Men’s golf begins season at Puerto Rico Classic


CW / Hannah Saad

McLean Albritton, Contributing Writer

Alabama men’s golf teed off for the start of its spring season on Sunday at the Puerto Rico Classic in Rio Grande, Puerto Rico. This is the 16th time the team has begun the spring in Puerto Rico, and this year’s field includes No. 2 Oklahoma, No. 3 Georgia Tech, No. 18 Georgia, No. 23 Clemson and No. 27 Tennessee.

Alabama has finished 13th, fifth and tied for 11th in Puerto Rico over the last three years.

“It’s the first competition of the year, but that’s kinda how we like to do it: We like to go against the best, and after that, you can get an idea of where you are and what you need to work on,” coach Jay Seawell said.

The Crimson Tide is starting a young lineup, including junior Wilson Furr, sophomore Frankie Capan, freshman Thomas Ponder, freshman Canon Claycomb and senior Jake DeZoort

Ponder started four of the team’s five tournaments in the fall, and his 72.83 scoring average led the team. He is also the only Alabama player ranked in the top 250 of Golfstat’s rankings at No. 138, and his final-round 66 at the Olympia Fields/Fighting Illini Invitational was the team’s lowest individual score in the fall by three strokes.

“Thomas is the happiest kid in the world, so there’s not much coaching to do there,” Furr said. “Every team wants to have a guy like Thomas.”

Claycomb, a Bowling Green, Kentucky, native, joined the team in January and will make his debut in Puerto Rico after being committed to Alabama for three years. 

“I think we’re all really excited for him to be in the lineup,” Furr said. “He’s a really good player, a really good dude, so we’re all excited to see him get his first tee shot for Alabama.”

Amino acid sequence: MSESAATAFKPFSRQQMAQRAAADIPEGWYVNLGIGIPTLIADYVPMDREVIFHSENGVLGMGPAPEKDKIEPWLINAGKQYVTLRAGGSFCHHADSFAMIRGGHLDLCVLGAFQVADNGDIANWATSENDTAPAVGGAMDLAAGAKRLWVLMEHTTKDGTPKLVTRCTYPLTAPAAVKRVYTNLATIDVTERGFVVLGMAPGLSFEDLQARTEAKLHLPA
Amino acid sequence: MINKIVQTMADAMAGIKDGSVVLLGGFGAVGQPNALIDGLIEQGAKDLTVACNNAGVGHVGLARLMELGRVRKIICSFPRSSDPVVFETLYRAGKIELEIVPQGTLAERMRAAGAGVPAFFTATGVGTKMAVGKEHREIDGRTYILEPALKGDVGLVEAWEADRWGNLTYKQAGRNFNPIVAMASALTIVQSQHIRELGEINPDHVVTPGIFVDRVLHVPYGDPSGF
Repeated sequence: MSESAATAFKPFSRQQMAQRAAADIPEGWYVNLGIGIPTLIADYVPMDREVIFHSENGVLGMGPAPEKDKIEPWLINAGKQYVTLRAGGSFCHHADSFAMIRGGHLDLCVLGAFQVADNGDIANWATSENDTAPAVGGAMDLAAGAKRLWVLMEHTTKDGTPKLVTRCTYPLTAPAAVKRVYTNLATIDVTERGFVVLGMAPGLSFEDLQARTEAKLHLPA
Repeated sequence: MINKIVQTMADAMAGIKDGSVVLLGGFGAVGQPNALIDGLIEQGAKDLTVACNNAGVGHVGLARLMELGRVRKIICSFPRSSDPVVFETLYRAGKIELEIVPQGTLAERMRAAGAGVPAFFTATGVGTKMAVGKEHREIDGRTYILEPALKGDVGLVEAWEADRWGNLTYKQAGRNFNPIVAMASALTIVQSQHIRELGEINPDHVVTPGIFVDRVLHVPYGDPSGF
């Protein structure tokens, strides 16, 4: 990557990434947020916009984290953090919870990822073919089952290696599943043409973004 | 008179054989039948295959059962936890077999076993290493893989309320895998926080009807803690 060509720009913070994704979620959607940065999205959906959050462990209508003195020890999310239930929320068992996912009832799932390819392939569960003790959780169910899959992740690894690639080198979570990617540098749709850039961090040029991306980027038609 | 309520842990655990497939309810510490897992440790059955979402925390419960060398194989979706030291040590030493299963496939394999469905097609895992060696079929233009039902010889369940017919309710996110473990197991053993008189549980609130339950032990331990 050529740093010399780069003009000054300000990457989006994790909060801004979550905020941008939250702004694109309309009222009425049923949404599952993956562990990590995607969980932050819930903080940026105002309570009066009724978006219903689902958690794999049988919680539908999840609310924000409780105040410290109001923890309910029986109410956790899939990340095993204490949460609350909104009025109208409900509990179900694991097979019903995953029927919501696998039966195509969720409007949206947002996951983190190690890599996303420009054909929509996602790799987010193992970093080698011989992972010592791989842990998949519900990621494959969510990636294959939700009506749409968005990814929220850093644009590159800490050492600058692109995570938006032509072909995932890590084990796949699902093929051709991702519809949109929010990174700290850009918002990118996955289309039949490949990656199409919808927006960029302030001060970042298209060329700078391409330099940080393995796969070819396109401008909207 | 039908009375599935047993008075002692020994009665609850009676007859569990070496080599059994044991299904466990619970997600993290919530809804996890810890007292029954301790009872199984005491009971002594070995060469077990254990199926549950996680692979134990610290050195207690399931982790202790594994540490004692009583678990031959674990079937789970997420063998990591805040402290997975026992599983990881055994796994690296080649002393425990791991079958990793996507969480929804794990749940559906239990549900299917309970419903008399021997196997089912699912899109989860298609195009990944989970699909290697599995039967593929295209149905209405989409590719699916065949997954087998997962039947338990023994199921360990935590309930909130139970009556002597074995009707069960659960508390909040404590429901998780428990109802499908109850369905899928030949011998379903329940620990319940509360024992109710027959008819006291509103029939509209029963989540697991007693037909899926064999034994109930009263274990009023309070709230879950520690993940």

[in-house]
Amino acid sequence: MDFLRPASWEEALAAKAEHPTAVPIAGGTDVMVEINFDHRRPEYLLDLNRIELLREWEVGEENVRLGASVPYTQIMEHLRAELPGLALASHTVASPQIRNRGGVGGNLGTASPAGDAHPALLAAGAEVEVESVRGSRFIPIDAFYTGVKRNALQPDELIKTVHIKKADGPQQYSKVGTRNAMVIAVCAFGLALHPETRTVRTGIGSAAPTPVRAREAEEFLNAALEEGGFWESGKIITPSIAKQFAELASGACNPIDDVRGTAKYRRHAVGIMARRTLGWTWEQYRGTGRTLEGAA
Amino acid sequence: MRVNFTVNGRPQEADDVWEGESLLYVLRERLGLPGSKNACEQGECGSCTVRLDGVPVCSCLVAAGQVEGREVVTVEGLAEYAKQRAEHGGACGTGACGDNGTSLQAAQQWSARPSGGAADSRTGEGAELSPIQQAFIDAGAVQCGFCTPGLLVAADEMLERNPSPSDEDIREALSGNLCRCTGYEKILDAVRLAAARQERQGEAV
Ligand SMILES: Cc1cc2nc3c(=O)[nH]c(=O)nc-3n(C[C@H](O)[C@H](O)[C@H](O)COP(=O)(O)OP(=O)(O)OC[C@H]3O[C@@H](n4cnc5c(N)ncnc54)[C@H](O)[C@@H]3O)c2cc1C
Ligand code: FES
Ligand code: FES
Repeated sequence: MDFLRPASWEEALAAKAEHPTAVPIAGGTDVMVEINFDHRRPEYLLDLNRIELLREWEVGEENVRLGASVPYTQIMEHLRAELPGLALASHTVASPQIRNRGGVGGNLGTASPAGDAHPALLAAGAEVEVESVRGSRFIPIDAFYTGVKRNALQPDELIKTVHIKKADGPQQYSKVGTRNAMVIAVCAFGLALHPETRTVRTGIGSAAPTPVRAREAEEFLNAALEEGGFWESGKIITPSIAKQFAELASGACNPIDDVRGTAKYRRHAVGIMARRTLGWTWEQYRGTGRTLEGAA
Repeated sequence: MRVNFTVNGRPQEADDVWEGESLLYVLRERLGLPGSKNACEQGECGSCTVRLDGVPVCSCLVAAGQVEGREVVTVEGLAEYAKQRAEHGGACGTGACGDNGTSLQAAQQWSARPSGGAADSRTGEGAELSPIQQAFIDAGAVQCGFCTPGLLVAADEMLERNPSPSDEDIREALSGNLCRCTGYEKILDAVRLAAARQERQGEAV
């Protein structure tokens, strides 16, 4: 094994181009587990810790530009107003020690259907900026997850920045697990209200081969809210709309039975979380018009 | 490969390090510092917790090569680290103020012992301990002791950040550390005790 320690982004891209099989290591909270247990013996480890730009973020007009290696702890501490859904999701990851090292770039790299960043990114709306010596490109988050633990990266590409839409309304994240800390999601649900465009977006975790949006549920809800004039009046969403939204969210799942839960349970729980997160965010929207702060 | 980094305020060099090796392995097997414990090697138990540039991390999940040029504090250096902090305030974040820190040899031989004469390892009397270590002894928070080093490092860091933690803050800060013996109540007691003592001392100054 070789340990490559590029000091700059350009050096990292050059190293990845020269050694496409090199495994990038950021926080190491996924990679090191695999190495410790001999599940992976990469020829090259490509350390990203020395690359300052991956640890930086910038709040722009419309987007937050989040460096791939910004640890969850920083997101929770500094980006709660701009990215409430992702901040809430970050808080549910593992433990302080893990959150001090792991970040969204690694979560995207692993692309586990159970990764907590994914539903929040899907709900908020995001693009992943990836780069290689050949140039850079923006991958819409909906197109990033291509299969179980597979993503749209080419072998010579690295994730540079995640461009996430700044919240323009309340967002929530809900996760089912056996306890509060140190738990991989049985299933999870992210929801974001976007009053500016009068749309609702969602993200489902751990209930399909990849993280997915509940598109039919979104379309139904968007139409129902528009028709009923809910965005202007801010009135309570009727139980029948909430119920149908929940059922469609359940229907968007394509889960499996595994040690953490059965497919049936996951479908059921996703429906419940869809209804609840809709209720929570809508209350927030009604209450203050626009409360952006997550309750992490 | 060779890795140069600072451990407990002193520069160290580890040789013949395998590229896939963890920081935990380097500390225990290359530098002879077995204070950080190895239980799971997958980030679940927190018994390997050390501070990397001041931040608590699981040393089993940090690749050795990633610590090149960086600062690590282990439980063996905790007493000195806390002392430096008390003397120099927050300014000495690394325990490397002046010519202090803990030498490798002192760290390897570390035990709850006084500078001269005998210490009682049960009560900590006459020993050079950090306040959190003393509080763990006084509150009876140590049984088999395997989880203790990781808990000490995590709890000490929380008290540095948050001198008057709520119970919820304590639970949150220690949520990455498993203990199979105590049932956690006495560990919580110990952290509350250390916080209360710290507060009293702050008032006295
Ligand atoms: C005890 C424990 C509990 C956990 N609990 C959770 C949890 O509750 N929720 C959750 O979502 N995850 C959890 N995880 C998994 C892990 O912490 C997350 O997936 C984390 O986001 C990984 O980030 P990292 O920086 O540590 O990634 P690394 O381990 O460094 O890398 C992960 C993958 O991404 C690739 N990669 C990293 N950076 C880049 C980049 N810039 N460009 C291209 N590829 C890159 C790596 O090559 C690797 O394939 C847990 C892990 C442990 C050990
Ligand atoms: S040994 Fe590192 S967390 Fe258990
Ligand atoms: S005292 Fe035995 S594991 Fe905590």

Seawell added that he expects Claycomb, formerly the top-ranked junior golfer in the country, to be a great asset for the Crimson Tide this spring. 

“He’s a player we’ve always identified as someone who is a next-level player and could help us tremendously,” Seawell said. “He’s got a lot of talent.”

Claycomb isn’t the only new addition to the Crimson Tide, as University of Virginia sophomore David Morgan transferred in over the winter break. He takes the spot vacated by sophomore Prescott Butler, who transferred to SMU. The Golf Channel first reported both moves.

Furr, playing the No. 1 spot in Puerto Rico, said he is feeling confident in his game going into the tournament. After recording six top-20 finishes last season, he had just one in the fall, and his scoring average rose from 72.12 last year to 72.89 this fall.

“I felt like my attitude was the biggest weakness in my game going into the fall semester, so I’ve really made it a point of focus,” Furr said. “The biggest thing is just understanding that bad stuff is going to happen on the golf course and learning not to give it any of my energy.” 

On Sunday in Puerto Rico, Furr and Ponder led the team with 2-under par 70 to tie for seventh in the 74-player field. Ponder double-bogeyed his second hole of the day but was 4-under on his final 16 holes. His six birdies tied for the most in the field.

Claycomb was one shot behind them, shooting a 1-under par 71 in his collegiate debut.

The four lowest individual scores out of the starting five are added together to compute the team score. Capan’s 2-over par 74 gave the Crimson Tide a 3-under par 285, which tied for third out of 15 teams and trailed only the No. 2 and 3 teams in the country. The second and third rounds in Puerto Rico are scheduled to take place on Monday and Tuesday.

Notable absences for Alabama include freshman Simms Abney, who has started four of five tournaments this season, and junior Davis Shore, who has started three. Shore missed most of last spring with a hip/back injury that he continued to recover from at the start of this season. 

After suffering a setback in his recovery after the end of the fall season, he has yet to be cleared to return to competition. The team hopes to have him back by its next tournament on March 1-3.

“When we get everyone healthy and ready to go, our job is to try to find a way to peak at the right time,” Seawell said. “And I think we’re good enough to compete for an SEC and a national title when we do that.”